AUTOR: ROGER SANS GUIMERÀ
Life offered me the opportunity to receive a music education besides the general education. I faithfully followed the discipline of practicing piano and completing school duties throughout my childhood and youth. I did it so faithfully that I finished school studies in a public school at 19 and a degree in classical music at 23.
As a child I remember myself being keen and passionate to learn anything. Life was a thrilling mystery! The thought of going to a place (“The School”) where I could learn all the things I wanted to learn surrounded by my colleagues filled me with excitement and wonder. Nevertheless, once that reality began to unfold as it was, that original passion went slowly decaying. The incapability to understand why it was not fun, why that which could have been a marvelous experience turned out to be disappointing and upsetting, made me feel helpless. That helplessness was the origin of my inner and outer searching.
As a son, student, colleague and teacher I have experienced many different kinds of educational styles, groupings and methodologies. But, instead of coming up with a dissertation about the most appropriate pedagogical resource, I would like to pay attention to the inter-personal and intra-personal relationships that are established when practicing education.
These relationships are fundamentally established by the unspoken messages that we are permanently sending to the entire environment through our attitudes. These messages have a radical impact on the way we relate to others and to ourselves.
I invite you to take a deeper look to “hear” what they “say”.
The following is the result of my personal listening exercise.
We are telling our children that love is a fraud when we can’t offer it unconditionally to everyone, including ourselves. So we discriminate out of prejudice and out of affinity, creating emotional abandonment in others and ourselves.
We are telling our children that life is miserable when we don’t strive for what we really want. So we victimize and abandon ourselves by complaining but doing nothing.
We are telling our children that they are helpless when we can’t trust them to be responsible. So we deny the right of that person to use his freedom and to look for his own way of experiencing things by taking their responsibilities and criticizing everything they do.
We are telling our children that education is repression when we put a curriculum before their real educational needs, and when we pretend that one human being can assume the responsibility of attending the educational needs of a far too large number of people.
Being impossible to attend properly that amount of people, the only possible thing to do is to control the chaos that naturally happens by repressing each individual: welcome to authoritarianism by default. This repression means that during many hours every day, children are forced to stay in the same small room doing the very same thing at the very same time in the very same way. Opposition to this way of functioning means punishment in the form of segregation from the group, community disapproval, psychological abuse or getting “low” marks. Converting to this way of functioning means appraisal in the form of community acceptance or getting “high” marks. Education in this way becomes an embellished tyranny.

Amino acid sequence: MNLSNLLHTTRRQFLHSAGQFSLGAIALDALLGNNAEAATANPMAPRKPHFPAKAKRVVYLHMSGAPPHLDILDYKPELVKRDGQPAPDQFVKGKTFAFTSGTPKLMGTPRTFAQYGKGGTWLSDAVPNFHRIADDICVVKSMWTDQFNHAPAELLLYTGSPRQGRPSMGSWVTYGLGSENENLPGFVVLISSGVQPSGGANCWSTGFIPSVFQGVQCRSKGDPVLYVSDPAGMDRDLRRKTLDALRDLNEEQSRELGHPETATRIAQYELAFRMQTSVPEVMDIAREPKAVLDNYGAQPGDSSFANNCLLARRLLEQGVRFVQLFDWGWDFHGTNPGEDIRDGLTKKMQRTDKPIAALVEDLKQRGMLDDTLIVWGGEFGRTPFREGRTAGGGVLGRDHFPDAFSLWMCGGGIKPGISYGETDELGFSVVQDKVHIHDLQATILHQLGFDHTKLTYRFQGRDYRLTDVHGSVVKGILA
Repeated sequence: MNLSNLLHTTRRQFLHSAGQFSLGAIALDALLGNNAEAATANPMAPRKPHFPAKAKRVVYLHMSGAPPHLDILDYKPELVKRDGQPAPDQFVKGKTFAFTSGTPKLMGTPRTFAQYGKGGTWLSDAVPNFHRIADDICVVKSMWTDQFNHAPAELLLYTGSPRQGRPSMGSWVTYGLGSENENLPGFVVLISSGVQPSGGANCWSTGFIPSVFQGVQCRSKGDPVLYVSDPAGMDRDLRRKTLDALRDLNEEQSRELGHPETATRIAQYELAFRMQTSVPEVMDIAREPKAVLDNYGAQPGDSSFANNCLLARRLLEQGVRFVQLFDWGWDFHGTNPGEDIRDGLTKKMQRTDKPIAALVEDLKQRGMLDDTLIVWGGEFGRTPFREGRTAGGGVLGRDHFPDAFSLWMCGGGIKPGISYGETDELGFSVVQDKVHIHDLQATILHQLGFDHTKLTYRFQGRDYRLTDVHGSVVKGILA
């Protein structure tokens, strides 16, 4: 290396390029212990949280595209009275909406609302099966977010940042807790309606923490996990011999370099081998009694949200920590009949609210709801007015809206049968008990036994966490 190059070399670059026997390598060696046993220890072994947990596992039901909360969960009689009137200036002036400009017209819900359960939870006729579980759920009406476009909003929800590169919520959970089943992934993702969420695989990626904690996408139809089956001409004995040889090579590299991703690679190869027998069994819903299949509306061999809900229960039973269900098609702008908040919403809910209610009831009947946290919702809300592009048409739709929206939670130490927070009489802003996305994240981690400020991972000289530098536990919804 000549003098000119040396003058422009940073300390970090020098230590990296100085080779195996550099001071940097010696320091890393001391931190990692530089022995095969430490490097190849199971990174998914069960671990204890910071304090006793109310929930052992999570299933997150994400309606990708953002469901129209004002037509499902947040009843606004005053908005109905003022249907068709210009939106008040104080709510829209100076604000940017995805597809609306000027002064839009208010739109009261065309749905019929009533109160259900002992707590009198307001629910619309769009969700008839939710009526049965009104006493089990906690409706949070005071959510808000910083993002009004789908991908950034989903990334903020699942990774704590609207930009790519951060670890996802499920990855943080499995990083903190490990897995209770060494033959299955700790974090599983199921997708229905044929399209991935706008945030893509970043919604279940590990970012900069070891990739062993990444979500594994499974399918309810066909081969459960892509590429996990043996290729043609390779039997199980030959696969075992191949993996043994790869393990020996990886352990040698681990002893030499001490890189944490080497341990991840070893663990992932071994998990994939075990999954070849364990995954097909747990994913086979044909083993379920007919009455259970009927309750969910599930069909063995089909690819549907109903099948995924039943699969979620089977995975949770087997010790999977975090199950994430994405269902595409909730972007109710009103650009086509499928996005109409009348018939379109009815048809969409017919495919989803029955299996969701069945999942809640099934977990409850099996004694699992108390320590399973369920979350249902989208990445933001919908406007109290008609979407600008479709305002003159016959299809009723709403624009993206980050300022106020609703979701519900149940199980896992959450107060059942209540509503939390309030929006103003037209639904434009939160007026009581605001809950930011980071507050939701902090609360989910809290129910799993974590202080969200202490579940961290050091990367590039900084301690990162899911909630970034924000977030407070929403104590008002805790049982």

This education is dangerous. It really is. The continuous exposure to this kind of messages creates the accumulation of emotional abandonment, shame, fear, helplessness and unhappiness. The greater risk of an education based on the repression of the individual is that it tends to the abandonment of the Self.
The abandonment of the Self represents a psychological and emotional insanity that affects the whole life of a person. Beyond depriving real self-awareness it cancels all capacity of self-esteem and empathy. Resentment against oneself and against others is accumulated inside the person, so that the entire environment will be affected by his/her insanity and there won’t be chance of real self-development and personal growth in his/her life. This insanity can lead to destructive and self-destruction behaviour.
Educators and education have made and are making a great effort to help humans be able to relate to each other without generating physical, psychological and emotional abuse. We pay much attention to the way we relate to others.
But, aren’t we forgetting about the most direct, lifelong and influential relationship we have in our lives?
I am referring to the relationship with ourselves. Our inner life.
Are we aware of this relationship? Do we pay any attention to this relationship? Do we help other humans to be able to take proper care of this relationship?
There is, in the way in which we treat and relate to ourselves, a great source of experience and learning that is so valuable to our personal development and hence to our education.
We, as educators, wherever we may focus our educational work, may benefit greatly from finding ways to help children and people in general be aware and responsible of the relationship with themselves, and use this as the foundation of any potential education.
Self-development can only be achieved when we give proper awareness and care to the relationship with ourselves, thus, we should avoid self-abandonment by all means. Any kind of education, be it parental, primary, secondary, university, scientific, artistic,…any education based on the unspoken messages presented above should be considered as dangerous as the worst epidemic for humanity and, therefore, be eradicated and replaced by an education that guarantees real self-development in each one of us.
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